MFWA fights for women

From Issah Alhassan, Kumasi

Ashanti Regional Director of the Electoral Commission, Mr. Edward Kofi Asomaning

PARTCIPANTS AT a three-day workshop organised in Kumasi towards a peaceful 2010 district assembly elections, have proposed the need for the media in the country to allocate space to issues pertaining to women empowerment and participation of women in active politics in the country.

The workshop, which was organised by the Media Foundation for West Africa (MFWA), a non-governmental organisation (NGO), with the objectives of promoting enabling environments for the professional development and fostering of media rights in West Africa, was aimed at sensitising the participations on the upcoming district assembly elections, and the need to ensure the active participation of women.

The participants were drawn from both the public and the private media across the northern sector of the country, and were tasked to explore and make recommendations on ways of ensuring women’s rights, and the active participation of women in local governance.

Giving an overview and expected outcome of the workshop, the Head of Programmes at MFWA, Mr. Sulemana Braimah, said the media needs to highlight challenges that confront the development of women in the country, and those which prevent them from adequately engaging in politics, particularly, at the local level.

He said the engagement of the media was therefore, to bring the attention of practitioners to the importance of addressing factors that tend to marginalise women and subdue them from challenging their male colleagues.

According to him, women form the chunk of the population, and as such, encouraging them to actively participate in issues of national development would go a long way to address the country’s developmental concerns.

Mr. Braimah noted that with the district level elections just around the corner, the MFWA found it expedient to seek the support of the media, and also interact with officials of the Electoral Commission on preparations made so far towards the national exercise.

The Ashanti Regional Director of the Electoral Commission, Mr. Edward Kofi Asomaning, said the Commission had gone through all the normal processes in ensuring that every Ghanaian who qualified obtained his or her voting right to participate in the upcoming elections.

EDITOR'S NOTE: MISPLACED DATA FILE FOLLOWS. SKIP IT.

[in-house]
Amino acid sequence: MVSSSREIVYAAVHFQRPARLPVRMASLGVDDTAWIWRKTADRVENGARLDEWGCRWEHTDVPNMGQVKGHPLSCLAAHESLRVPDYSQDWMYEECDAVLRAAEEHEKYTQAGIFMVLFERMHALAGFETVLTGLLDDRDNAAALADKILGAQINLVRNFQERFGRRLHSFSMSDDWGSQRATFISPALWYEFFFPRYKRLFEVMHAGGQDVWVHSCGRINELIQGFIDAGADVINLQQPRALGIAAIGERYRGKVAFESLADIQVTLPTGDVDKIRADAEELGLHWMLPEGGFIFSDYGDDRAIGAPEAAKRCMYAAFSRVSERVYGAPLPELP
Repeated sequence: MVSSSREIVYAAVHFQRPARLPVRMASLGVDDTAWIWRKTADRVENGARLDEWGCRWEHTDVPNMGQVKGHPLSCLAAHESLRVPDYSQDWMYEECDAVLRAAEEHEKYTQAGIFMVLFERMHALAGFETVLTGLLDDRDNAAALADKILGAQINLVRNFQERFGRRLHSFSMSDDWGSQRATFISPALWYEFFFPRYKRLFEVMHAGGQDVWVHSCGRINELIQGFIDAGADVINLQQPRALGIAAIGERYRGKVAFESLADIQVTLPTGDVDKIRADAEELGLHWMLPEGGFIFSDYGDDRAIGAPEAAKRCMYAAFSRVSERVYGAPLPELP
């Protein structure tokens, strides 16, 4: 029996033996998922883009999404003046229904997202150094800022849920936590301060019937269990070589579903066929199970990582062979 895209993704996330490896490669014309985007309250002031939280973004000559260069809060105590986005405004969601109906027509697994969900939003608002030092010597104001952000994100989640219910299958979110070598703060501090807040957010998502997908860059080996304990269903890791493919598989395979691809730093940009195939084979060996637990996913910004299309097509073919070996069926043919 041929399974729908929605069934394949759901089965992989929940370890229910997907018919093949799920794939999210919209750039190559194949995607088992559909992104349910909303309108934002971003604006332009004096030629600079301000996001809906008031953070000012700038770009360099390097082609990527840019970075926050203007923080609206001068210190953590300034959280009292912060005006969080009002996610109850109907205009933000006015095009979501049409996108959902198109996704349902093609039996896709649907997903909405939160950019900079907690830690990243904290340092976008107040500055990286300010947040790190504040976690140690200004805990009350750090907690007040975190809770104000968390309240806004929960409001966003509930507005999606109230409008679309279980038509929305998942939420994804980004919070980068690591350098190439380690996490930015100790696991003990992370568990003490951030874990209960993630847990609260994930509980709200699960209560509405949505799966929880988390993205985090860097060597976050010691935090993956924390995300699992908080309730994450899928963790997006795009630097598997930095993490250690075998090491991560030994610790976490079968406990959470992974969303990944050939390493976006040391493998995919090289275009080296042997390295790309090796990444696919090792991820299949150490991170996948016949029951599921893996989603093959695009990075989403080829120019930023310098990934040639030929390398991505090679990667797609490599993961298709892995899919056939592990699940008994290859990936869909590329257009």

He said the commission, per the constitutional mandate, reviewed the voters register in the run-up to the 2008 elections, and followed it up in August 2010 with the exhibition of the Voters Register.

Mr. Asomaning indicated that the commission had introduced innovative means, including the installation of VSAT equipment and training of district and other officers to facilitate the activities of the commission, like the processing of applications for transfer of voters, corrections and amendments to the Voters Register.

According to the Regional Director, the commission had also made a number of reforms to the existing electoral areas and units created in 1998, as a result of the increasing population, and the creation of additional districts and settlements across the country.

He said currently, there was about 5,000 electoral areas, with over 15,000 units in the country, and indicated further that under the new reform, which is currently before Parliament, the number of unit committee members, which used to be 15, would be slashed down to only five elected members, without appointees to facilitate their operations.

Mr. Asomaning noted that the changes had been necessitated by the fact that a lot of units were not functional, because they do not have the full complement of membership.

He however, insisted that the commission was ready to organise the elections this year, provided it received the legal endorsement of its reforms.

The Ashanti Regional Director stated that the commission would expect journalists and media practitioner to assist in the education of the voting public, especially, on the reforms taking place in the district level elections concept, and be responsible in the discharge of its duties during the election day.
He noted that journalists must cultivate the attitude of humility, professionalism, and be ready to learn and not to assume a “Mr. Know all” attitude in reporting issues concerning the elections.

Mr. Asomaning bemoaned the unprincipled way some journalists approached their duties, and charged them to avoid generalisation of issues, which he said, had the tendency to incite the public against the commission, or a particular group of people.

“Media practitioners will be doing a great disservice if they use their position to threaten or gain advantages. A journalist has power, no doubt. Many people fear the media and the power a journalist holds, but to abuse that power in your business and private life is unethical,” he emphasised.

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